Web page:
DALLAS-You may think that you’ve already heard or read just about everything you want to know about the results of the Dallas Institute of Humanities and Culture’s street life survey, which we printed in our February issue. It culminated in a March seminar, “Dallas Spaces, Human Places,” that was led by urbanologist William “Holly” Whyte. About 600 people responded, but when we collected all the responses sent in from D readers, there were about 100.

Whew! One reader wrote a five-page letter on graph paper offering his insightful interpretation of Dallas. A two-page typed letter from longtime Dallas resident Lee Worsham began, “You might say I’m another cranky old man, but I’m just heartsick over the demise of a once-vibrant downtown Dallas.” Another came on Adolphus Hotel stationery from a couple that was visit-ing Dallas. They told us in no uncertain terms that they were outraged because their camera was stolen at the Hyatt Regency Hotel and because a “panhandler” had pestered them for several blocks until they called the police. Some readers even ignored the survey questions and made up their own. But a promise is a promise, so here are the results in a slightly irreverent form-sort of the way our readers answered the survey.

Take question No. 1, which asked, “Where is the center of Dallas?” The bulk of respondents said, “Main at Akard,” but a quite a few shook their heads and wrote: Dallas Parkway or Coit at LBJ Freeway, Oak Lawn, Bloomingdale’s, Greenville Avenue and NorthPark Center. These answers lent themselves to the old adage, “The center of my world is wherever I spend my money,” or something like that. If the respondents thought the center of Dallas was somewhere downtown, they offered two reasons why pedestrians avoid the area. One, ironically, was that the streets were unsafe (“Pushers! Prostitutes! Thieves!” wrote one respondent), when in fact, downtown Dallas has the lowest crime rate in the city. The other was that Dallas is a car-oriented city. A few wrote that it was too far to walk between interesting sights. Another added, “Lazy people .. .they’ll jog 2 miles, but not walk two blocks!” Henry S. Miller Jr. said that there’s just too little retail to attract anybody. And wouldn’t Dallas architects and architecture critics like to have their hands around the necks of you people who liked the buildings they hate? The Plaza of the Americas was the hands-down favorite. That poor shopping/hotel/office/ice rink complex was nearly run out of town on a rail by architecture critics when it first opened. Others you like are the new LTV Center, First City Center and Lincoln Plaza. One respondent said that no building ranked with him, especially if it was built after 1970.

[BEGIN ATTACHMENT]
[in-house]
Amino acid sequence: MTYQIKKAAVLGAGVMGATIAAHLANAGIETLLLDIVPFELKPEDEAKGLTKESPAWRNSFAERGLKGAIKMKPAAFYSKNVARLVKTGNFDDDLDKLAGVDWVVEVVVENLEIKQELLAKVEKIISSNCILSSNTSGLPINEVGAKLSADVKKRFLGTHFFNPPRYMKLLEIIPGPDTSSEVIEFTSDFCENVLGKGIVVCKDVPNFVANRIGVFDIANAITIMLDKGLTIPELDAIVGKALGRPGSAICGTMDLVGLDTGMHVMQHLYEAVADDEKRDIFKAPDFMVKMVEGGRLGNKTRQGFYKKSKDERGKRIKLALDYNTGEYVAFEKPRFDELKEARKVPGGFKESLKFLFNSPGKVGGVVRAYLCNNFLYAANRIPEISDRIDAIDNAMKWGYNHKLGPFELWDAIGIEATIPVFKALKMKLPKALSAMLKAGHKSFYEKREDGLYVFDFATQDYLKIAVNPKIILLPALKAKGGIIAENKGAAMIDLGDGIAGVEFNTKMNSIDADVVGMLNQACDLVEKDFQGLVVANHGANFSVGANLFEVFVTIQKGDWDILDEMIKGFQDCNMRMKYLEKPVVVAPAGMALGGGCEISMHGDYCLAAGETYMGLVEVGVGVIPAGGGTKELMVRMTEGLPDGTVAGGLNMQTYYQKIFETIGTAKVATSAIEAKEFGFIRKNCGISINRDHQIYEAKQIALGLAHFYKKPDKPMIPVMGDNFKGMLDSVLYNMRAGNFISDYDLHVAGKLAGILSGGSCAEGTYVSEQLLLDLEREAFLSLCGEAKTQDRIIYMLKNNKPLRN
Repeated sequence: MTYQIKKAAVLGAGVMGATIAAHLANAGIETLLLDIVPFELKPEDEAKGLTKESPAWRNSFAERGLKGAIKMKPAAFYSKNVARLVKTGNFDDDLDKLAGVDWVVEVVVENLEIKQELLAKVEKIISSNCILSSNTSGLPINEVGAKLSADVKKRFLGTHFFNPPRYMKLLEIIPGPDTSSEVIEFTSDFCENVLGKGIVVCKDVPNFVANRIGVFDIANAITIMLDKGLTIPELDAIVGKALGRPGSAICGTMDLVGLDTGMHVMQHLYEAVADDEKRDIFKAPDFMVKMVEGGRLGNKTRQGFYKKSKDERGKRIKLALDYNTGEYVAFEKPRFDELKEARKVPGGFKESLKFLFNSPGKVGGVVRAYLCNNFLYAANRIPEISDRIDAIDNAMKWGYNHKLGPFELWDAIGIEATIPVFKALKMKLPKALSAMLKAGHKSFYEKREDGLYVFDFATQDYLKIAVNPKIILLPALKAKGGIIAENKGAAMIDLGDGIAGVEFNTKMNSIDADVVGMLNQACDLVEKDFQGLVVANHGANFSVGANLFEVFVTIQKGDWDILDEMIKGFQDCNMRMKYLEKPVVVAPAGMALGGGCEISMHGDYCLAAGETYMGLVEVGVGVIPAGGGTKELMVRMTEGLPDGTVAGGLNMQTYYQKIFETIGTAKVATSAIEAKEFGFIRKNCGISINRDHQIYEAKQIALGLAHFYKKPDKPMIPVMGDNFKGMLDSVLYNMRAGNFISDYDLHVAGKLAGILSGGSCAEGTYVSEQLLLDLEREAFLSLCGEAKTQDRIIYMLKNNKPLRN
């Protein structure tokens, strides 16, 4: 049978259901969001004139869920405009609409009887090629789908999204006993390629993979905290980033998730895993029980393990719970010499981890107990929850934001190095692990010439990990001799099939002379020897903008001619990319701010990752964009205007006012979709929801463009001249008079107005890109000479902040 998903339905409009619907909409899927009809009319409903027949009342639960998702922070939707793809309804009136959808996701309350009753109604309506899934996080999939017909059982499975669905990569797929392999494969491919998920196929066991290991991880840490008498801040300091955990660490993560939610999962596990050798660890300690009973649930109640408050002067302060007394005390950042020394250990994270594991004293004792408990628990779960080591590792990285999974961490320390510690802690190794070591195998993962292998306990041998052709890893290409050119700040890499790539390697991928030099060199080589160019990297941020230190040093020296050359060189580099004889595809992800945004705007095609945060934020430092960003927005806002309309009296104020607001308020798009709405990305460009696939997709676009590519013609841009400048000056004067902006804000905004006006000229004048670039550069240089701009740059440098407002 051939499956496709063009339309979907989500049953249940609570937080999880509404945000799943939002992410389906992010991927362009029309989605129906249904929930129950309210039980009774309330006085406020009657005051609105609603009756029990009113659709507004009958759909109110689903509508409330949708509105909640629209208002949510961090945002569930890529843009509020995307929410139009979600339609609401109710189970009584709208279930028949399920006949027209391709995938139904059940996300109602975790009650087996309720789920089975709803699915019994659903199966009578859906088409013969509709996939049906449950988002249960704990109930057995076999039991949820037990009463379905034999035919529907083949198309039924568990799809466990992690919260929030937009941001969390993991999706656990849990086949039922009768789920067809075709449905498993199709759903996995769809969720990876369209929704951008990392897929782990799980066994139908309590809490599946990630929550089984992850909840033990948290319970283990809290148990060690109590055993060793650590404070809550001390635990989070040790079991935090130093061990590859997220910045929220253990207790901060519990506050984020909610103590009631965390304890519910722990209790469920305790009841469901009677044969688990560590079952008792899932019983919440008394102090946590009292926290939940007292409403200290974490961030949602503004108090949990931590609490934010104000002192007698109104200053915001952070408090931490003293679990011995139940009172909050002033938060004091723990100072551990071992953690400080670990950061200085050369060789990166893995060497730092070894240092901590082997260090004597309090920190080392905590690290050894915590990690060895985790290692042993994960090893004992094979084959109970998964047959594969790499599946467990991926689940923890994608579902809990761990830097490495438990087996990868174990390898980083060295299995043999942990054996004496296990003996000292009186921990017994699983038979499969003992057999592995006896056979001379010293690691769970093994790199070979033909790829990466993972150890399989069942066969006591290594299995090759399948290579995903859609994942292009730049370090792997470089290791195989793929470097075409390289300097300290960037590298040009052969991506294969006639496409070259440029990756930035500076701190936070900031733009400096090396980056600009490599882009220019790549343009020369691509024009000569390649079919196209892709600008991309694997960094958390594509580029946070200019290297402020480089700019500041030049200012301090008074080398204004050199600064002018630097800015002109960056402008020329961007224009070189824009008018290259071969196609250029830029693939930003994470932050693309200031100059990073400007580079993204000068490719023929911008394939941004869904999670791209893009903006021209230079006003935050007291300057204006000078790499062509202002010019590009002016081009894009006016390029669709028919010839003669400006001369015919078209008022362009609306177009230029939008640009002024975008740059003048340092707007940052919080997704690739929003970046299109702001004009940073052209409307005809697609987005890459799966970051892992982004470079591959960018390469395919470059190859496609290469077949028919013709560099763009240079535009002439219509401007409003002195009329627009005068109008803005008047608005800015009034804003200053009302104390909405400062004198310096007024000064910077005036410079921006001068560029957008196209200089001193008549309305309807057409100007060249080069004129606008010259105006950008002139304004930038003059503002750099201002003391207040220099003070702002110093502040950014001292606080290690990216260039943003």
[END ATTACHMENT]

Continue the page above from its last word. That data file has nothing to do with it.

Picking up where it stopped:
The buildings you really don’t like are Thanksgiving Tower (although 90 percent of you “love!” Thanks-Giving Square), “the tallest glass building on the West End” (we think that means Inter-first Plaza), InterFirst II and Southland Center.